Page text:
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Smart material performs better under pressure

Photo Credit: University of Wollongong

The development of a rubber that combines flexibility with high electrical conductivity may bring forth advanced robotics sensitive touch or the next-generation wearable devices that have sophisticated sensing capabilities.

As reported, researchers from the University of Wollongong’s (UOW) Faculty of Engineering and Information Sciences, in Australia, have developed a new smart composite material that increases in electrical conductivity as it is deformed, particularly when it is elongated.

Robotics and wearable technology need elastic materials such as rubbers because they are inherently flexible and can be easily modified to suit a particular need.

A conductive filler, like iron particles, is then added these elastic materials in order to produce a composite material that is electrically conductive.

The need for flexibility and conductivity

Researchers were initially hampered with finding a combination of materials that will produce a composite that overcomes the competing functions of flexibility and conductivity.

Typically, as a composite material is stretched, its ability to conduct electricity decreases as the conductive filler particles separate.

However, it is a vital requirement for the emerging spheres of robotics and wearable devices that despite being bent, compressed, stretched or twisted, conductivity will be retained.

The University researchers have developed a material that throws out the rule book on the relationship between mechanical strain and electrical conductivity.

They discovered a composite material, with the use liquid metal and metallic microparticles as conductive filler, which increases its conductivity as more strain is placed on it.

This discovery, which came about in an unexpected way, presents new possibilities in applications.

The first step in the process was a mixture of liquid metal, iron microparticles, and elastomer that, by a fortuitous accident, had been cured in an oven for much longer than normal.

The over-cured material had reduced electrical resistance when subjected to a magnetic field.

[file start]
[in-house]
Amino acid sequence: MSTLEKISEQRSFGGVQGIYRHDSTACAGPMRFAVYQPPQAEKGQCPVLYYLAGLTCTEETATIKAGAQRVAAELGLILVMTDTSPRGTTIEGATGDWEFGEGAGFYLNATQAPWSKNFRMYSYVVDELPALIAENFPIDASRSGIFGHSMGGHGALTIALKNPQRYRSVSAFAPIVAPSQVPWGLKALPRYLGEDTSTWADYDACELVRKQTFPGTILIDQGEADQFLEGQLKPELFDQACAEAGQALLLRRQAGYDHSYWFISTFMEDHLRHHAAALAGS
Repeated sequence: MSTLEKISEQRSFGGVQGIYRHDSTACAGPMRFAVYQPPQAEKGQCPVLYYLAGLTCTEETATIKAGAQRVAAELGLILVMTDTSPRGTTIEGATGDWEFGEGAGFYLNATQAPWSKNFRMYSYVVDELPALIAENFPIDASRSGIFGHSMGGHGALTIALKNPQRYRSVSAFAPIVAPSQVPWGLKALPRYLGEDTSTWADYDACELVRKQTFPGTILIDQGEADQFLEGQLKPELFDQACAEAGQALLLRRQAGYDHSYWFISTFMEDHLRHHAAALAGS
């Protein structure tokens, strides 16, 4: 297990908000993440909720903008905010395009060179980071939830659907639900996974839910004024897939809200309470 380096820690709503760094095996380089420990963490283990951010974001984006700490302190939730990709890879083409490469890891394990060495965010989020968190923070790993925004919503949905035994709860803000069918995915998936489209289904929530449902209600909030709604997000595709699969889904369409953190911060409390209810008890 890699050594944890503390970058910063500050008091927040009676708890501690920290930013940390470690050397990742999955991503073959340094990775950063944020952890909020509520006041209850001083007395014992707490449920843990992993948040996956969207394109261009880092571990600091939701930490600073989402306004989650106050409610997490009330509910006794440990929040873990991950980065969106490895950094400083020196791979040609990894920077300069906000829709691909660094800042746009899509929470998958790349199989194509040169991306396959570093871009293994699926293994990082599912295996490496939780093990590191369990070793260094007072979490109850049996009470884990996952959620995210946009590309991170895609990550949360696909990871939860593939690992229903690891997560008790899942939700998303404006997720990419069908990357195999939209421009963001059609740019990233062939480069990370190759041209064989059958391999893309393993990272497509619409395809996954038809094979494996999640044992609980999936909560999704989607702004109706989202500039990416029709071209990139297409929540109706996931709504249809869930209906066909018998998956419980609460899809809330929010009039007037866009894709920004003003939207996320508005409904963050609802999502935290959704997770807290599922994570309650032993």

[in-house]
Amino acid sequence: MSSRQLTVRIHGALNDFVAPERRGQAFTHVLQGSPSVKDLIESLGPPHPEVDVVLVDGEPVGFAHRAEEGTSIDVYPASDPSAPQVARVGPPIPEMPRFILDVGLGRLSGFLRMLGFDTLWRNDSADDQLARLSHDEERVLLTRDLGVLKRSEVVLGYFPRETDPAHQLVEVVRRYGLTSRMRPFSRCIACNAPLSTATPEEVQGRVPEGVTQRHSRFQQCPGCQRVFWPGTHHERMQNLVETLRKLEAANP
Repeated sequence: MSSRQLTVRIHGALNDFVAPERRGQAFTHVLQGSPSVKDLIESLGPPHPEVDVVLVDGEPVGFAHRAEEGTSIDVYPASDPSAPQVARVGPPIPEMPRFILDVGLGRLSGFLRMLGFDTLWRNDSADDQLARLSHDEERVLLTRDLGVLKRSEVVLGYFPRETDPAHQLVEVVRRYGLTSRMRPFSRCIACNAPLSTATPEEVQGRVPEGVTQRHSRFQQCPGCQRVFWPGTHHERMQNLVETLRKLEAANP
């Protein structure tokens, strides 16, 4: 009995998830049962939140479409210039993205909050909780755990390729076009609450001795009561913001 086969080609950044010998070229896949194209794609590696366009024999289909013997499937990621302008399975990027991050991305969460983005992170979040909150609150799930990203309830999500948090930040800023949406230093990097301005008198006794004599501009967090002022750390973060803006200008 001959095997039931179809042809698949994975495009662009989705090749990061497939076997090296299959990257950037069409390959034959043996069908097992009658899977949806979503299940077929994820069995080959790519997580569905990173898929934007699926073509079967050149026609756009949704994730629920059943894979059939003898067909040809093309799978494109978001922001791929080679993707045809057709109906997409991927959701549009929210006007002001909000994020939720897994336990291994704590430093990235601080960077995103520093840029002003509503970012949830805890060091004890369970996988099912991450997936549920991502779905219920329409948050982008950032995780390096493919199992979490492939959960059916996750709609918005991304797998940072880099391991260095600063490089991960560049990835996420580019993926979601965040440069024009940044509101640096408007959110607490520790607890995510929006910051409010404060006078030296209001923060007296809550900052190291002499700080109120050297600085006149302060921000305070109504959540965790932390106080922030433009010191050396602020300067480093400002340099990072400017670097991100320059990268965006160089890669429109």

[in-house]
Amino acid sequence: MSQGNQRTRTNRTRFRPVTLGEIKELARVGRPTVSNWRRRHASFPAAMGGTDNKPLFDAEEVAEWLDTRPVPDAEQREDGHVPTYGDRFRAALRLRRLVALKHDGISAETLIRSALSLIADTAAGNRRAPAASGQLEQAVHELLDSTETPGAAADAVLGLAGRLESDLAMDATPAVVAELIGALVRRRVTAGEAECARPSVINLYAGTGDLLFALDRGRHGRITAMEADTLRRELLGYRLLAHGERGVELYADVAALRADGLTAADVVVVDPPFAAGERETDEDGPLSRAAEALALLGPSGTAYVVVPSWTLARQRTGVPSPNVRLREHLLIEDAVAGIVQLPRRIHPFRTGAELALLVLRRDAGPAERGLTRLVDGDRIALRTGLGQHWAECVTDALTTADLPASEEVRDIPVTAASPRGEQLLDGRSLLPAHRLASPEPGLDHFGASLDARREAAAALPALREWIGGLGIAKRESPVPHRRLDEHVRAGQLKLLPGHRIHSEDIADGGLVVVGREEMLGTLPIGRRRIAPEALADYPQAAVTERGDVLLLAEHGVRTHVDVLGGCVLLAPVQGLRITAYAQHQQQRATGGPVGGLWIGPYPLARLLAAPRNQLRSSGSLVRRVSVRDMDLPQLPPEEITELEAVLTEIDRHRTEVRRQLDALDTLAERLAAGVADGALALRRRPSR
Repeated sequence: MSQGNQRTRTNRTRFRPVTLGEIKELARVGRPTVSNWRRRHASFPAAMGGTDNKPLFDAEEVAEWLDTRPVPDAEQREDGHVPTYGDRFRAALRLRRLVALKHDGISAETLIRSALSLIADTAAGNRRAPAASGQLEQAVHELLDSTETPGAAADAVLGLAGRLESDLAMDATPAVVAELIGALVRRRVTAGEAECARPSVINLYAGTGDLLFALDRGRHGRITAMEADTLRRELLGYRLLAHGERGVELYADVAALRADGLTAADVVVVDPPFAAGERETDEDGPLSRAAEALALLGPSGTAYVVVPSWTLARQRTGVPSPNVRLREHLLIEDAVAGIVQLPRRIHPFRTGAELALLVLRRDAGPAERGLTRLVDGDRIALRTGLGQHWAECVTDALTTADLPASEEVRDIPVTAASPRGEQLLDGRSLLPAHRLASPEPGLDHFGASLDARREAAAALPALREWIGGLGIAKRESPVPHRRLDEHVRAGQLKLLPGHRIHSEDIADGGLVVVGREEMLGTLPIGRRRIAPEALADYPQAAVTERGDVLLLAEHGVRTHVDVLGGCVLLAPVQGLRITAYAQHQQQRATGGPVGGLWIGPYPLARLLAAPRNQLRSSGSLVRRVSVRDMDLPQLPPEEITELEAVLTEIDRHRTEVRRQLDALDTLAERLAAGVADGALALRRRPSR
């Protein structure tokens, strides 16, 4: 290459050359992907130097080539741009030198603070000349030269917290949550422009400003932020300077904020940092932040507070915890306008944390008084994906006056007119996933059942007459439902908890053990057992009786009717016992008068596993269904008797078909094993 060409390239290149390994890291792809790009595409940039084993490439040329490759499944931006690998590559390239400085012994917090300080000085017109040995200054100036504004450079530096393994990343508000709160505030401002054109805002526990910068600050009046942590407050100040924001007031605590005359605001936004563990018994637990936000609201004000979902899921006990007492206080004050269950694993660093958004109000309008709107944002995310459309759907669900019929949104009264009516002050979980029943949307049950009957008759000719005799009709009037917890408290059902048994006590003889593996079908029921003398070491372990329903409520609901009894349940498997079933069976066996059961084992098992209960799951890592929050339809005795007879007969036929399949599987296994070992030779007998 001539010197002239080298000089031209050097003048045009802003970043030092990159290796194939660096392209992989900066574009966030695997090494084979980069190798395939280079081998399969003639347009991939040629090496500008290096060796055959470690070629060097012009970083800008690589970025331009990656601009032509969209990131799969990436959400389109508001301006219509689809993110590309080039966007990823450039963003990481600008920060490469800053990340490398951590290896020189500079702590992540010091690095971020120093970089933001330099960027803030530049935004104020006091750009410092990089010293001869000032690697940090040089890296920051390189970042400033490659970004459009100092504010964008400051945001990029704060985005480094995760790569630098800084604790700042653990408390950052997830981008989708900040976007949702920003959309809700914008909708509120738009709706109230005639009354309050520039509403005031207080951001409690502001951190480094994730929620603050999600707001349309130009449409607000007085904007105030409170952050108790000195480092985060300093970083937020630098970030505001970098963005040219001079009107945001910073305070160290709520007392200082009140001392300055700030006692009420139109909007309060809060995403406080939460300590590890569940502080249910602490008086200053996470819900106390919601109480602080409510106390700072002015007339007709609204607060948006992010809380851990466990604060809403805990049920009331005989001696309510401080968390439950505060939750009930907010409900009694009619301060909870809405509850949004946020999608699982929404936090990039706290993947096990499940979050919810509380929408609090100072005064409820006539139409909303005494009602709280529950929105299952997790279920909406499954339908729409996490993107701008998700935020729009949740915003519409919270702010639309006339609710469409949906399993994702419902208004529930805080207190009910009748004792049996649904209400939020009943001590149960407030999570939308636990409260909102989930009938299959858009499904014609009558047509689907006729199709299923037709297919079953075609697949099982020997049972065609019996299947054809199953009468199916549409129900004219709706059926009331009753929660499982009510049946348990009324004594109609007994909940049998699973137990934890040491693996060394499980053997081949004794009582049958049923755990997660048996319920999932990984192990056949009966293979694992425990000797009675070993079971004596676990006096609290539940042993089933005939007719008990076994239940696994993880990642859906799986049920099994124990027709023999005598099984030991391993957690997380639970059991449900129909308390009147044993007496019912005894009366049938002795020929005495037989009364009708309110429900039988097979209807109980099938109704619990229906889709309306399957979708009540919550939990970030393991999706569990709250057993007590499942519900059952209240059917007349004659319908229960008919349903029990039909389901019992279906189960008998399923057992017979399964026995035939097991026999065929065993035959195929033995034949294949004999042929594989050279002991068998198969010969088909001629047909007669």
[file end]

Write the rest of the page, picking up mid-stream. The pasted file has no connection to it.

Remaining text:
However, it took dozens more samples to find that the reason for the phenomena was an extended curing time of several hours longer than it would normally take.

Upon accidentally stretching a sample while its resistance was being measured, the team discovered that the resistance reduced dramatically.

Meticulous testing showed that the resistivity of this new composite could drop by seven orders of magnitude when stretched or compressed, even by a small amount.

The increase in conductivity, when the material is deformed or a magnetic field is applied, shows unprecedented properties.

Potential applications

The researchers demonstrated several interesting applications such as exploiting the composite’s superior thermal conductivity to build a portable heater that warms where pressure is applied.

Adding pressure to the area increases the heat while removing it reduces the heat. This is a feature that can be used for flexible or wearable heating devices, such as heated insoles.

The addition of electrical conductivity makes the materials ‘smart’ by being able to convert mechanical forces into electronic signals.

The discovery had overcome the key challenge of finding a flexible and highly conductive composite material.

Additionally, its unprecedented electrical properties could lead to innovative applications, such as stretchable sensors or flexible wearable devices that can recognise human motion.

Many scientific advances have come from unusual ideas. The exploration of unconventional fields and a lab culture that encourages innovation is more likely to bring unexpected discoveries.

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